In the Anaheim Colony Historic District, Anaheim Brewery (AnaheimBrew.com, 336 S. Anaheim Blvd.) held its grand opening last July and, according to Nagel, “has quickly become a fixture for Anaheim locals. Their tasting room showcases classic beer recipes in a modern saloon atmosphere.” The Gerovacs—married owners Greg and Barbara—named their flagship California common beer Anaheim 1888 in homage to a much earlier Anaheim Brewery that never saw the modern side of Prohibition. Nagel’s favorite is the Chocolate Stout blended with the Bavarian hefeweizen. “It’s called The Chocolate Banana and tastes exactly as described.”
For beer-forward dining options, Nagel champions Haven Gastropub (HavenGastropub.com, 190 S. Glassell St., Old Town Orange) for its “perfectly balanced craft draft selection along with an ample bottle list. Chef Greg Daniels prepares gourmet comfort food such as crisp braised pork belly cooked in a saison ale reduction.” Make reservations a week in advance and you can order a whole suckling pig for the family to enjoy together. Try it with the Dopplebock from nearby TAPS brewery.
Among the food trucks, Nagel singles out the winner of The Great Food Truck Race on FoodTV, The Lime Truck (TheLimeTruck.com) offering organic food such as its Ultimate Taco, “made from 12-hour slow-roasted pulled pork, homemade guacamole, chipotle honey slaw and cotija cheese—a steal for $3.” Chef/owner Jason Quinn just opened a brick-and-mortar version called The Playground (Playgroundtsa.com, 220 E. Fourth St., Santa Ana). “The menu changes daily,” Nagel says, but “the real draw for local beer geeks is the hiring of Jarred Dooley, formerly of the Bruery. The skills he learned for a Cicerone certification fill this new restaurant with a tempting draft list of pan-California breweries. This drool-inducing spot is another must.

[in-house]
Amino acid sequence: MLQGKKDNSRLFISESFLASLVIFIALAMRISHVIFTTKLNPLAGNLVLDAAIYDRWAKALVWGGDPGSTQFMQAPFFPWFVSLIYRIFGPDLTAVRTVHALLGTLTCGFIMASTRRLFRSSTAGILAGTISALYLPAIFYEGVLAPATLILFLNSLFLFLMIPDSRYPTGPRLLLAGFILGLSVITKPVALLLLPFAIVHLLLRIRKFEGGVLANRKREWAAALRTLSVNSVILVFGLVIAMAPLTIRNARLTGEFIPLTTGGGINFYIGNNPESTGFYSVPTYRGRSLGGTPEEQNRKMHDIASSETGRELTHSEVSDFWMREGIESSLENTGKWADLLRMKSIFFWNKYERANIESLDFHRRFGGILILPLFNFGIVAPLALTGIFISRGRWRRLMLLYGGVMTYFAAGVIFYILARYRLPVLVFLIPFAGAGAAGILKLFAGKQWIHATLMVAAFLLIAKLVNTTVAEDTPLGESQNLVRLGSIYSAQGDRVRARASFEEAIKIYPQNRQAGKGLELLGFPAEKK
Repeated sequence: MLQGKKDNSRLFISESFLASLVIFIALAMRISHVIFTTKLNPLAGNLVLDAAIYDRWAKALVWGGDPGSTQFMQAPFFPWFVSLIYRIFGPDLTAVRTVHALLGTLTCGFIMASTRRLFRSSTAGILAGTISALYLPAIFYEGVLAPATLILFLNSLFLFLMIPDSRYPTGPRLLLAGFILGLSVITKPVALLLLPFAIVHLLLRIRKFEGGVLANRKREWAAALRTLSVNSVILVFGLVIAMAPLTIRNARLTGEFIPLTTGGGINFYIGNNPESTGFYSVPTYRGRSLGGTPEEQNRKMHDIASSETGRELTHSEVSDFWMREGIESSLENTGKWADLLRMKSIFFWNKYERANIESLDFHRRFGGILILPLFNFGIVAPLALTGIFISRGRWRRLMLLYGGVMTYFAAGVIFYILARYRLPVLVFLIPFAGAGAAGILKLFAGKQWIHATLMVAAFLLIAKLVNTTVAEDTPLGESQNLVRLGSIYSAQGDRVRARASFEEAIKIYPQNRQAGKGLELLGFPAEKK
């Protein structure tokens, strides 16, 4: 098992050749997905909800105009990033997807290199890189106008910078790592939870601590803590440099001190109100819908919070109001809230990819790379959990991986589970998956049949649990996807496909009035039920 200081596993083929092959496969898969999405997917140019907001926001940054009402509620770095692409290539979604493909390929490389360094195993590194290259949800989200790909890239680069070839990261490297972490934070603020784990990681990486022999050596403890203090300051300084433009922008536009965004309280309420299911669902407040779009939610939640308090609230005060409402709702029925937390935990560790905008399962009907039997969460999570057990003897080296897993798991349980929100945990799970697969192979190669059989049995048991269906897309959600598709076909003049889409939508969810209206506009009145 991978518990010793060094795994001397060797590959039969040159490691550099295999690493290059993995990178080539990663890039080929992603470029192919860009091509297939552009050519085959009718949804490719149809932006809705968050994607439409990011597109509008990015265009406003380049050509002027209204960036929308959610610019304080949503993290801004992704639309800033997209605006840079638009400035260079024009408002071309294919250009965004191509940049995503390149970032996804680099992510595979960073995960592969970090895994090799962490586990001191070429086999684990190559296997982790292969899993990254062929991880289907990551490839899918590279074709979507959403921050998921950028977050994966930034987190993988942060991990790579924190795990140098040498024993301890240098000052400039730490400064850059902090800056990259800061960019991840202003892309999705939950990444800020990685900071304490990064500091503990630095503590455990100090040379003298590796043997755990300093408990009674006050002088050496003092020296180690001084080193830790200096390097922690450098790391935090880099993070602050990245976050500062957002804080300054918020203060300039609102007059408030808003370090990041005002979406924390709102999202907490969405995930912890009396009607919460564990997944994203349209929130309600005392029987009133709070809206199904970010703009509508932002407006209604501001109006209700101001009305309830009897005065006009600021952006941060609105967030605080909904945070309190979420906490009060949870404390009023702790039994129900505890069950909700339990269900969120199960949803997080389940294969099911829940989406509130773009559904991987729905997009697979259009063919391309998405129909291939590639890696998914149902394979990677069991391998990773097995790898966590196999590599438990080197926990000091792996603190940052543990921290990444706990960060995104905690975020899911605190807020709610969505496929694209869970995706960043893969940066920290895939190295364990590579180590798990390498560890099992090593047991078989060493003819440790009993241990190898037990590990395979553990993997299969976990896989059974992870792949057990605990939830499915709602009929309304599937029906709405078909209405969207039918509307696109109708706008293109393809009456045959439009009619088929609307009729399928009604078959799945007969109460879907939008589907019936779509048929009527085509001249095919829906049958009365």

If you overdo it on beers, Nagel has a hangover cure: the Menudo soup from Los Sanchez (LosSanchez.com, 11906 Garden Grove Blvd., Garden Grove) about two miles from Disneyland. But only if you are adventurous enough to eat tripe.
Finally, since this is Southern California, make sure you get to the natural place for recreation—the beach. The closest to Anaheim are Huntington Beach and Newport Beach. Before heading out, pick up sandwiches and some bottles to go from Hollingshead’s Deli (HollingsheadsDeli.com, 368 S. Main St., Orange). Sandwiches such as the hero start at $5 (get the $2 add-on avocado; it’s California after all)There are 21 taps and the deli sells more than 500 bottled beers, so it’s no wonder it hosts many California brewery events.